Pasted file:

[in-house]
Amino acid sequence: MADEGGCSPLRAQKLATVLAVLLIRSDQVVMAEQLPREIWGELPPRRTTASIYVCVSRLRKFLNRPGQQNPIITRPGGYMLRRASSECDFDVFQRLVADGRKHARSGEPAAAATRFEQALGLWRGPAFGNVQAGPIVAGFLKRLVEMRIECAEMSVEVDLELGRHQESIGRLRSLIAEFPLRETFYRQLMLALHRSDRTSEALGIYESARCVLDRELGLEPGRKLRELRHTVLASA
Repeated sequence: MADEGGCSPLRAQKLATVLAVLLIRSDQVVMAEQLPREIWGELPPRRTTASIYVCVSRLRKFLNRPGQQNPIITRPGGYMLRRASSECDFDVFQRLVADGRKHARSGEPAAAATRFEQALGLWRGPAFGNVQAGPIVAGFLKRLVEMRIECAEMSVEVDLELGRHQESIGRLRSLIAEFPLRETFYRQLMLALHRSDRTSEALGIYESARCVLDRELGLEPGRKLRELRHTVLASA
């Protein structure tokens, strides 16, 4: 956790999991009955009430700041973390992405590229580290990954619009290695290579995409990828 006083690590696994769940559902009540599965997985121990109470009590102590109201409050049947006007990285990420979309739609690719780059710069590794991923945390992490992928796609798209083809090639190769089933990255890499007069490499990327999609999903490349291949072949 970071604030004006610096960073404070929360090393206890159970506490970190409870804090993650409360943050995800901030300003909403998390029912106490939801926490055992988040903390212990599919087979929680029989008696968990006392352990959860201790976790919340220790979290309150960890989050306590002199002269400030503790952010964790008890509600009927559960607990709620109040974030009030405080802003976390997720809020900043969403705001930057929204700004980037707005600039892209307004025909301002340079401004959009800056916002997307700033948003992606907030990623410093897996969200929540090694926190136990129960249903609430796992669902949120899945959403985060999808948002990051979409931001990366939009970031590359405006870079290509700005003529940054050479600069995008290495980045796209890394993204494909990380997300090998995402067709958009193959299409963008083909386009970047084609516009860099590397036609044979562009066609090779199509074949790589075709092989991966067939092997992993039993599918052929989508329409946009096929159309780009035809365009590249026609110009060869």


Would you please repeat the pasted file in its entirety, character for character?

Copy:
[in-house]
Amino acid sequence: MADEGGCSPLRAQKLATVLAVLLIRSDQVVMAEQLPREIWGELPPRRTTASIYVCVSRLRKFLNRPGQQNPIITRPGGYMLRRASSECDFDVFQRLVADGRKHARSGEPAAAATRFEQALGLWRGPAFGNVQAGPIVAGFLKRLVEMRIECAEMSVEVDLELGRHQESIGRLRSLIAEFPLRETFYRQLMLALHRSDRTSEALGIYESARCVLDRELGLEPGRKLRELRHTVLASA
Repeated sequence: MADEGGCSPLRAQKLATVLAVLLIRSDQVVMAEQLPREIWGELPPRRTTASIYVCVSRLRKFLNRPGQQNPIITRPGGYMLRRASSECDFDVFQRLVADGRKHARSGEPAAAATRFEQALGLWRGPAFGNVQAGPIVAGFLKRLVEMRIECAEMSVEVDLELGRHQESIGRLRSLIAEFPLRETFYRQLMLALHRSDRTSEALGIYESARCVLDRELGLEPGRKLRELRHTVLASA
């Protein structure tokens, strides 16, 4: 956790999991009955009430700041973390992405590229580290990954619009290695290579995409990828 006083690590696994769940559902009540599965997985121990109470009590102590109201409050049947006007990285990420979309739609690719780059710069590794991923945390992490992928796609798209083809090639190769089933990255890499007069490499990327999609999903490349291949072949 970071604030004006610096960073404070929360090393206890159970506490970190409870804090993650409360943050995800901030300003909403998390029912106490939801926490055992988040903390212990599919087979929680029989008696968990006392352990959860201790976790919340220790979290309150960890989050306590002199002269400030503790952010964790008890509600009927559960607990709620109040974030009030405080802003976390997720809020900043969403705001930057929204700004980037707005600039892209307004025909301002340079401004959009800056916002997307700033948003992606907030990623410093897996969200929540090694926190136990129960249903609430796992669902949120899945959403985060999808948002990051979409931001990366939009970031590359405006870079290509700005003529940054050479600069995008290495980045796209890394993204494909990380997300090998995402067709958009193959299409963008083909386009970047084609516009860099590397036609044979562009066609090779199509074949790589075709092989991966067939092997992993039993599918052929989508329409946009096929159309780009035809365009590249026609110009060869």